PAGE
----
Monday, October 26, 2009

Living the life in Cappadocia

For some strange reason, I thought we'd never make it here but when Dan and I made it to Cappadocia after a tiring 11-hour journey on an overnight bus, we immediately fell in love with the town of Goreme which is our base while we're in the region.

The town is absolutely stunning: We are surrounded on all sides by valleys of fairy chimneys and honeycomb cliffs made of volcanic tuff, which form a truly magical landscape.

Goreme is not the frigid country town we expected it to be. Though it gets chilly at night, the mercury rises all afternoon, with pleasant temperatures in the morning and early evening. We were keen to start exploring however once we found a place to stay - a comfortable, beautiful cave room (we opted for one night of luxury and comfort before setting up camp) - we ended up taking a long nap before exploring Goreme's nightlife (complete with Turkish wine and live music!).

This morning we said goodbye to our gracious host at the Elif Star Caves and returned to more modest digs at the Berlin Campsite, setting up our excellent tent in record time before a full day of hiking and exploration in the Zemi Valley.

We started off visiting a rock-carved frescoed church off the main road. But much of the fun began when we entered the valley tackling a challenging, barely discernible trail that saw us jumping over streams and chasms, walking through orchards, putting our climbing skills to use to bypass rock cliffs, and even walking across a fallen log as if it were a balance beam.

I must give props to my Ecco warm-weather hiking shoes for keeping me sure-footed on the trail. I hadn't used them much since hiking in Panama in 2008 and was worried that maybe they were an indulgent purchase but they've been mighty useful on this trip.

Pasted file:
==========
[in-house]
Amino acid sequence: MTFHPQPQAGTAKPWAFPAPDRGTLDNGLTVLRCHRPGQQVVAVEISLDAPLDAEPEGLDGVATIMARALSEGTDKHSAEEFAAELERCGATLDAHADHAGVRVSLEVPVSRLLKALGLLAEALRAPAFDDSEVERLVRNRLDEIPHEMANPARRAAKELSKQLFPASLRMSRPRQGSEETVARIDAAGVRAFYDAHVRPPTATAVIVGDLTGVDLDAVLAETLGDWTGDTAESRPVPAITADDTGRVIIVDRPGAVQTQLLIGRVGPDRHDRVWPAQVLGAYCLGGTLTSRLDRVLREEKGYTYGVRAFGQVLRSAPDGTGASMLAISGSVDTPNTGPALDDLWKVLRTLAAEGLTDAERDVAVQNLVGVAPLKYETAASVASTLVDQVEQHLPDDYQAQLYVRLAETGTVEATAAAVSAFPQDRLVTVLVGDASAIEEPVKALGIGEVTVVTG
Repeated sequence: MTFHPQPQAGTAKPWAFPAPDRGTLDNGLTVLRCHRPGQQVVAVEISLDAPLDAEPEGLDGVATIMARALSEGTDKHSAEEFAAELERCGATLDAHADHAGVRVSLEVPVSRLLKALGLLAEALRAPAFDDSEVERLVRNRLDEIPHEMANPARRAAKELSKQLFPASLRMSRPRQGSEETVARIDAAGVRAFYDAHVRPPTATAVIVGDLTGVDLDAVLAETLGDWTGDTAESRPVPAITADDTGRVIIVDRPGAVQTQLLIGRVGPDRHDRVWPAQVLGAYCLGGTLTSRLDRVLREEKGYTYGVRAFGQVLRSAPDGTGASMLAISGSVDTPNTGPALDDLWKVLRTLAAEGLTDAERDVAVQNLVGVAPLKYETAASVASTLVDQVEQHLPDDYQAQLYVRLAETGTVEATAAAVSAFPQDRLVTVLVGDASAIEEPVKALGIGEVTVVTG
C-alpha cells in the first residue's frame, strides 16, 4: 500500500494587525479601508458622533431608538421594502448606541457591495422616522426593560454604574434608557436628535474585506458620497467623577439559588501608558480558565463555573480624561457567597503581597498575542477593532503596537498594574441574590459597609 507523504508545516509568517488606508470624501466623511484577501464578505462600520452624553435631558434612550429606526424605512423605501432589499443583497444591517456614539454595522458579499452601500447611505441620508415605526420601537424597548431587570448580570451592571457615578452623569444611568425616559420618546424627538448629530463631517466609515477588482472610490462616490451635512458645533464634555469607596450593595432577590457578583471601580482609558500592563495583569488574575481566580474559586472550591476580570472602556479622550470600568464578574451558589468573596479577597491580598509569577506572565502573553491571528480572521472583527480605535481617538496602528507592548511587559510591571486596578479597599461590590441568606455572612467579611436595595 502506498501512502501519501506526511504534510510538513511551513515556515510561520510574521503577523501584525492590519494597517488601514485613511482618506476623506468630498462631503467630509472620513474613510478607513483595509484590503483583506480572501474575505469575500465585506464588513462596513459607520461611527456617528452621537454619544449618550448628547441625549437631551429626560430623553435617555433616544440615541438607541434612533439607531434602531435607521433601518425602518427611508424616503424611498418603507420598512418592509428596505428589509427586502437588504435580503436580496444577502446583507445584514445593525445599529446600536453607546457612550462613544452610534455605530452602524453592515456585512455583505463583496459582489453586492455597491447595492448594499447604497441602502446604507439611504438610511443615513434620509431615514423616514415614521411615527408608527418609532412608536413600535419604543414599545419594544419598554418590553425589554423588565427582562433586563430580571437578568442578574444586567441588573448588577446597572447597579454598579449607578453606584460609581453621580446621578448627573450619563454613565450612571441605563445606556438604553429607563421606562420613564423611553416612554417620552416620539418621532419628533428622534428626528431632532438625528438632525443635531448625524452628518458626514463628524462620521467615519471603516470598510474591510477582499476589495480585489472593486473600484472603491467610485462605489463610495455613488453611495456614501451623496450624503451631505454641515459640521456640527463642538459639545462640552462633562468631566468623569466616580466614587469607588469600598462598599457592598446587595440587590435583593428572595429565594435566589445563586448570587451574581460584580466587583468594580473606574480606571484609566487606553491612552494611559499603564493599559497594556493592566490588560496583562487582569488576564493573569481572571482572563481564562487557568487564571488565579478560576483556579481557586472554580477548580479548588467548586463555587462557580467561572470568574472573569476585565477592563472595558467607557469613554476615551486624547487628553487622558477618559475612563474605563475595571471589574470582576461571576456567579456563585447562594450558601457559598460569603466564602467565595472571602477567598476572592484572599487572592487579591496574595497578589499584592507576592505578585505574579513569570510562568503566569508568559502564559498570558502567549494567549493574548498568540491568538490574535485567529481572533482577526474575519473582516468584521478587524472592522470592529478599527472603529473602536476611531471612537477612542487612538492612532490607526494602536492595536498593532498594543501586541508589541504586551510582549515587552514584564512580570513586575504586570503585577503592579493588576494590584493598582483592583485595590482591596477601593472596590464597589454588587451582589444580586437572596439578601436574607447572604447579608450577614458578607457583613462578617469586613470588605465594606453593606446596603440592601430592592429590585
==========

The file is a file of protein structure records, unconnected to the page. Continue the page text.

The highlight of our day was when Dan, in his infinite curiosity, scrambled down a cliff face toward a fairy chimney perched at the edge and noticed a painting through a small opening. I was only too thrilled to be bouldering outdoors (though it would have been easier with my climbing shoes) so we climbed up the side and discovered that it had once been a church and it was covered in brightly-coloured frescoes! We found a few more rock-hewn churches and cave dwellings - and we could barely contain our excitement. These churches date back to the 9th & 10th centuries (A.D.) before the Iconoclastic Period. We stumbled upon two of them by chance as we wandered the great outdoors together.

On the way back to our campsite, we took a small detour to "Love Valley" (a small, well-marked trail that weaves along tall, slender fairy chimneys shaped like oversized mushrooms).

Afterward we braved icy-cold camp showers before trying Cappadocia's culinary special - pottery kebabs. Meat is cooked with vegetables in a clay pot and, once cooked, the pot is broken in half and the dish is served. It was a delicious, savoury end to a wonderful day.

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